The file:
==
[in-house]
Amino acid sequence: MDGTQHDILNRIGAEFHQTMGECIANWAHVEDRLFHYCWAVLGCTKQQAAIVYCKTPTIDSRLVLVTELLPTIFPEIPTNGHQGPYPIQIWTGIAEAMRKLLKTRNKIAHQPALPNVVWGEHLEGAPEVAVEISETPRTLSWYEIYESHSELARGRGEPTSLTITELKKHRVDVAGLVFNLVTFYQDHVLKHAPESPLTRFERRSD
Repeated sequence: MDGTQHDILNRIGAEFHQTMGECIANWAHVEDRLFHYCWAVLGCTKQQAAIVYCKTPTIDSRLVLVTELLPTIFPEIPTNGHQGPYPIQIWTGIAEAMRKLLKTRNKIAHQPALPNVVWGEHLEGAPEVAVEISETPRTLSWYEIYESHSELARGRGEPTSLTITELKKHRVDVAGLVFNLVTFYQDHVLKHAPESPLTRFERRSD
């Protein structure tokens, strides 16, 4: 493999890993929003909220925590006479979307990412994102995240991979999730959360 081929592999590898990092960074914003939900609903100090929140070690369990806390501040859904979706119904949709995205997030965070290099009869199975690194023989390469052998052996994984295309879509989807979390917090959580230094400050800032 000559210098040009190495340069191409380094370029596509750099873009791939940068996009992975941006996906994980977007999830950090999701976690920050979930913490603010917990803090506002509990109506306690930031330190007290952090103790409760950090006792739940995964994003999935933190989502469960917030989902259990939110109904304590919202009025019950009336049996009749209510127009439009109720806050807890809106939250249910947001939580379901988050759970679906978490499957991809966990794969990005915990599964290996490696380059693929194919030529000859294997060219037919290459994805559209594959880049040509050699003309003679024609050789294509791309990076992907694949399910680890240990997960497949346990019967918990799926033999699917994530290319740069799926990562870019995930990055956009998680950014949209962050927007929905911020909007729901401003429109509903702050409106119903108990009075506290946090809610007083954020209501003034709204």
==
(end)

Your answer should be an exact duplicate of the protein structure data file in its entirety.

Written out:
[in-house]
Amino acid sequence: MDGTQHDILNRIGAEFHQTMGECIANWAHVEDRLFHYCWAVLGCTKQQAAIVYCKTPTIDSRLVLVTELLPTIFPEIPTNGHQGPYPIQIWTGIAEAMRKLLKTRNKIAHQPALPNVVWGEHLEGAPEVAVEISETPRTLSWYEIYESHSELARGRGEPTSLTITELKKHRVDVAGLVFNLVTFYQDHVLKHAPESPLTRFERRSD
Repeated sequence: MDGTQHDILNRIGAEFHQTMGECIANWAHVEDRLFHYCWAVLGCTKQQAAIVYCKTPTIDSRLVLVTELLPTIFPEIPTNGHQGPYPIQIWTGIAEAMRKLLKTRNKIAHQPALPNVVWGEHLEGAPEVAVEISETPRTLSWYEIYESHSELARGRGEPTSLTITELKKHRVDVAGLVFNLVTFYQDHVLKHAPESPLTRFERRSD
């Protein structure tokens, strides 16, 4: 493999890993929003909220925590006479979307990412994102995240991979999730959360 081929592999590898990092960074914003939900609903100090929140070690369990806390501040859904979706119904949709995205997030965070290099009869199975690194023989390469052998052996994984295309879509989807979390917090959580230094400050800032 000559210098040009190495340069191409380094370029596509750099873009791939940068996009992975941006996906994980977007999830950090999701976690920050979930913490603010917990803090506002509990109506306690930031330190007290952090103790409760950090006792739940995964994003999935933190989502469960917030989902259990939110109904304590919202009025019950009336049996009749209510127009439009109720806050807890809106939250249910947001939580379901988050759970679906978490499957991809966990794969990005915990599964290996490696380059693929194919030529000859294997060219037919290459994805559209594959880049040509050699003309003679024609050789294509791309990076992907694949399910680890240990997960497949346990019967918990799926033999699917994530290319740069799926990562870019995930990055956009998680950014949209962050927007929905911020909007729901401003429109509903702050409106119903108990009075506290946090809610007083954020209501003034709204």